With respect to kinesthesia, stability of a percept requires that the naturally varying combinations of efferent and afferent variables do not leave the corresponding IPM (Latash 2018). This requirement cannot be easily split into two parts: stability of the efferent component, RCTASK, and stability of the afferent contribution. Nevertheless, stabilization of RCTASK by co-varying RC to elements (cf. Ambike et al. 2016) may be seen as beneficial for perceptual stability. The documented drop in indices of synergies in movement studies suggests that this factor, by itself, can contribute to problems with kinesthetic perception.
Other factors may include lack of the normal co-variation within the afferent set of signals as well as between the efferent and afferent sets. For example, the history-dependent function of muscle spindle activity (e.g., due to thixotropy, Proske and Gandevia, 2012) may cause difficulty in interpreting kinesthetic tasks which require varying changes in force levels and effector positions. Overall, changes in the interactions between efferent and afferent contributions to kinesthetic percepts in PD have barely been explored.
The capacity of biological systems to organize multi-element synergies to stabilize salient variables during both action and perception is a non-trivial feature of their physiological organization. Studies based on the principle of abundance and the UCM framework have provided ample evidence for action-stabilizing synergies and their impairments in patients with PD. The formal transition from efferent stability to perceptual stability is represented through the IPM concept, within which efferent and afferent signals together contribute to kinesthetic perception. So far, there have been only a handful of studies based on this concept limited to kinesthetic perception in healthy persons.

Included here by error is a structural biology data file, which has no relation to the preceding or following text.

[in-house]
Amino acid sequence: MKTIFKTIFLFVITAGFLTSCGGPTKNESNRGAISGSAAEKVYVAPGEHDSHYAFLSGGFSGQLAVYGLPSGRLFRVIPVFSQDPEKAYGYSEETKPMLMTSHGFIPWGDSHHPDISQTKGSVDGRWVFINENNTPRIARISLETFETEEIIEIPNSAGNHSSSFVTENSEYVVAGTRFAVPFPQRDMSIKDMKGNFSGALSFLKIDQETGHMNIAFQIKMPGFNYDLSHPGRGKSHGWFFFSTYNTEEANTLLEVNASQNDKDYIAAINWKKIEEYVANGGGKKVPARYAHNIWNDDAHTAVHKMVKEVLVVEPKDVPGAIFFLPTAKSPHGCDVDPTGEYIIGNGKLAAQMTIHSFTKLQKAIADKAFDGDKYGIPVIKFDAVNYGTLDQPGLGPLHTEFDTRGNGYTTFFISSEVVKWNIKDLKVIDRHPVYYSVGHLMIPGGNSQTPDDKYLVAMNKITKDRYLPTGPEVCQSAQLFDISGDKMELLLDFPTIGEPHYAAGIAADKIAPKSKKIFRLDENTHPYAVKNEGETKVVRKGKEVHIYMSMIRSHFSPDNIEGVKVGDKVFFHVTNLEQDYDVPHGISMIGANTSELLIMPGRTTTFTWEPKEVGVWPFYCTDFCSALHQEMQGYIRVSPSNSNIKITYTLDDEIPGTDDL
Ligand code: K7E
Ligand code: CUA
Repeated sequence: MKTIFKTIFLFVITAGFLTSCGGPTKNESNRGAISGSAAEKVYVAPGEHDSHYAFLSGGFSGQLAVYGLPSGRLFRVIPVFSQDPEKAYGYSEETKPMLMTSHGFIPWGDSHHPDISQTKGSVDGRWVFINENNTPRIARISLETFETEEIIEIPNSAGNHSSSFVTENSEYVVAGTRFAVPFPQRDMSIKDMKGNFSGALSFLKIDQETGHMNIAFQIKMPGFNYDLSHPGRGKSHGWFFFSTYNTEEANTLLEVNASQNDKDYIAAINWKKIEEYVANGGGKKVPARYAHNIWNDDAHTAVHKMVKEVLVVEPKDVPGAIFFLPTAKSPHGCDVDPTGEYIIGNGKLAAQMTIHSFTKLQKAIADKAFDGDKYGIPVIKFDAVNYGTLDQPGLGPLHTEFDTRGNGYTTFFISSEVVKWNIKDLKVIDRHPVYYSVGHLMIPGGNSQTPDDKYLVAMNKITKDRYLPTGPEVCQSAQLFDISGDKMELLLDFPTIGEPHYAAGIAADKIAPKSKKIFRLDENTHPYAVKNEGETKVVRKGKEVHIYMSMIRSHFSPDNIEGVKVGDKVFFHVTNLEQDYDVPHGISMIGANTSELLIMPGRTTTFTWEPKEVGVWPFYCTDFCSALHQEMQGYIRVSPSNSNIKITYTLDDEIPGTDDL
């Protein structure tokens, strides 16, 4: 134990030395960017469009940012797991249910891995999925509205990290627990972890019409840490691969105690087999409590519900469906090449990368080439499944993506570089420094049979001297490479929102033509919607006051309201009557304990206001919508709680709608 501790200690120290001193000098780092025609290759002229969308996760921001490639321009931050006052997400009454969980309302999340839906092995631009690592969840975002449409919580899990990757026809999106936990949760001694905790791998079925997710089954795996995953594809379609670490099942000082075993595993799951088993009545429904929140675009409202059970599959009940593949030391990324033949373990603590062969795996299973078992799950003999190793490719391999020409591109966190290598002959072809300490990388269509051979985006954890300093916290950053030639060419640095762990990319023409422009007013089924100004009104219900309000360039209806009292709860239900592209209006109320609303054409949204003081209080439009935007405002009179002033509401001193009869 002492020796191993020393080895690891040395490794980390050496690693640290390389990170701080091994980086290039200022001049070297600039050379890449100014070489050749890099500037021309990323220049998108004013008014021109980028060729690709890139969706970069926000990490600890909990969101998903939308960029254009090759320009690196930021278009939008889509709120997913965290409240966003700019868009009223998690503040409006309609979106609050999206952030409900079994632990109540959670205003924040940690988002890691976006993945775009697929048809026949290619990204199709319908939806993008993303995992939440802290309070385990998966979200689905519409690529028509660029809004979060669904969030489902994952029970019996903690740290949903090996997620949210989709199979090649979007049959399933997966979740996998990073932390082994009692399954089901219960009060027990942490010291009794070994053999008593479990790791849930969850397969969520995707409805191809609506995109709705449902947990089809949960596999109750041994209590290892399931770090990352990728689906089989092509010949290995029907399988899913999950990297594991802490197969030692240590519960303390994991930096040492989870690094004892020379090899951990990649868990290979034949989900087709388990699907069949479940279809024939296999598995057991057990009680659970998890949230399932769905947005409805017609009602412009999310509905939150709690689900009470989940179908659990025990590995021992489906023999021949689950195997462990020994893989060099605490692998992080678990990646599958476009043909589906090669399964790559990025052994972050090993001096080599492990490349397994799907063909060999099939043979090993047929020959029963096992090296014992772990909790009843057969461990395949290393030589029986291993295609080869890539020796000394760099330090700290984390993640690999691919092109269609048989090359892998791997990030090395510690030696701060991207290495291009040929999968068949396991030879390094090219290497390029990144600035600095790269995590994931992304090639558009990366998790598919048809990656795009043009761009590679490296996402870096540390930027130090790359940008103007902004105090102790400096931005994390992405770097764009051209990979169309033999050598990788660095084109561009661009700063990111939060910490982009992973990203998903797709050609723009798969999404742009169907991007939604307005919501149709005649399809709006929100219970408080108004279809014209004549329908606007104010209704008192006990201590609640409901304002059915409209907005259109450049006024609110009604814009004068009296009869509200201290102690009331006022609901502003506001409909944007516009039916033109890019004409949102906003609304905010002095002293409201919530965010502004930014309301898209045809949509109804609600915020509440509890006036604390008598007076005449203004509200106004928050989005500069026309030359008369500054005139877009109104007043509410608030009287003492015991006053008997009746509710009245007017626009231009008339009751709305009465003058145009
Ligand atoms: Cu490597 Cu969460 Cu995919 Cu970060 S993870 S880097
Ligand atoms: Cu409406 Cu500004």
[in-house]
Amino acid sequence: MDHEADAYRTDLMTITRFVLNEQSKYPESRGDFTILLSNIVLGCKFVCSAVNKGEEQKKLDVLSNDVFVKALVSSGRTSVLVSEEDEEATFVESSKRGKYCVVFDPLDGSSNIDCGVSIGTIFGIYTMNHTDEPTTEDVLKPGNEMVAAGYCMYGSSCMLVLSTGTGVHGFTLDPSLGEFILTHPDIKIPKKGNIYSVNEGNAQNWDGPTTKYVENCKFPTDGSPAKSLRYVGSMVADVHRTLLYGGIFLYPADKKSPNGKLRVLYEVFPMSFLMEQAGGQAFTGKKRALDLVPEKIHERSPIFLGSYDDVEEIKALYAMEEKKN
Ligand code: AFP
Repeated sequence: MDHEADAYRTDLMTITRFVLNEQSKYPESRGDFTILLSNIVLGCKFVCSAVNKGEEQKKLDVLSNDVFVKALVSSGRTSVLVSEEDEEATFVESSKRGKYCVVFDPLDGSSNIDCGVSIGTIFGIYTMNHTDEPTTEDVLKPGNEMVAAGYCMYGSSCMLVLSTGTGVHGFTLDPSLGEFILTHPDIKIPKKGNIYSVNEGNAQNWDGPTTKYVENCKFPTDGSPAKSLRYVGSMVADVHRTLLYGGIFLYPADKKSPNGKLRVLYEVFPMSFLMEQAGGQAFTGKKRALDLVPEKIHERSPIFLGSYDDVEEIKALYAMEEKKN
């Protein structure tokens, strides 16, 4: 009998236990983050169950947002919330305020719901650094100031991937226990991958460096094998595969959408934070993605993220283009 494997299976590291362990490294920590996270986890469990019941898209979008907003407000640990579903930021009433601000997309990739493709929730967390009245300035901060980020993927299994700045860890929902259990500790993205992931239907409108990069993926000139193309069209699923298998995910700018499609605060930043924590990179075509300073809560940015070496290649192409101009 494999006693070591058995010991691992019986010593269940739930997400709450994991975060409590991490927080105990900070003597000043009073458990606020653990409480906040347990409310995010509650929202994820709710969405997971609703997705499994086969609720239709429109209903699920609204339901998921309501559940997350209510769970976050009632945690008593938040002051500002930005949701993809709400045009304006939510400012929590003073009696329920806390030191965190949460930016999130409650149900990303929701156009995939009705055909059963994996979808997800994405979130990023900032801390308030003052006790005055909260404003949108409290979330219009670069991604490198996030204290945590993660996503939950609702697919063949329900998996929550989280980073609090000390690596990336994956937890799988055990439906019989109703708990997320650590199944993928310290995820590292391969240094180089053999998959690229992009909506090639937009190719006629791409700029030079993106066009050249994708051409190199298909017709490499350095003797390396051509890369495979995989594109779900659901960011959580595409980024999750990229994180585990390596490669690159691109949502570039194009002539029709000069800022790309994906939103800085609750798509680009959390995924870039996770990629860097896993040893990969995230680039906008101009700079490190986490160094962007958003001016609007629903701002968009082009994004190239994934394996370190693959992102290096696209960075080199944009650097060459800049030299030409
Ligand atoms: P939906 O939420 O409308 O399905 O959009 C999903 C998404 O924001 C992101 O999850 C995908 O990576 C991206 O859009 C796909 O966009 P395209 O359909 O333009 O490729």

Impaired neural control of stability in PD suggests direct effects on kinesthetic perception that can account for some of the observations without invoking problems with the sensory component of perception. Clinical observations in other populations with basal ganglia injuries also support the basic idea that the basal ganglia play a crucial role in ensuring proper synergic control during various actions, motor, perceptual, and perhaps cognitive. While hypotheses on impaired synergic control of movements in PD have received experimental support, experiments designed to falsify hypotheses with respect to kinesthetic perception remain incomplete and are candidates for future lines of inquiry into stability of action and perception in PD.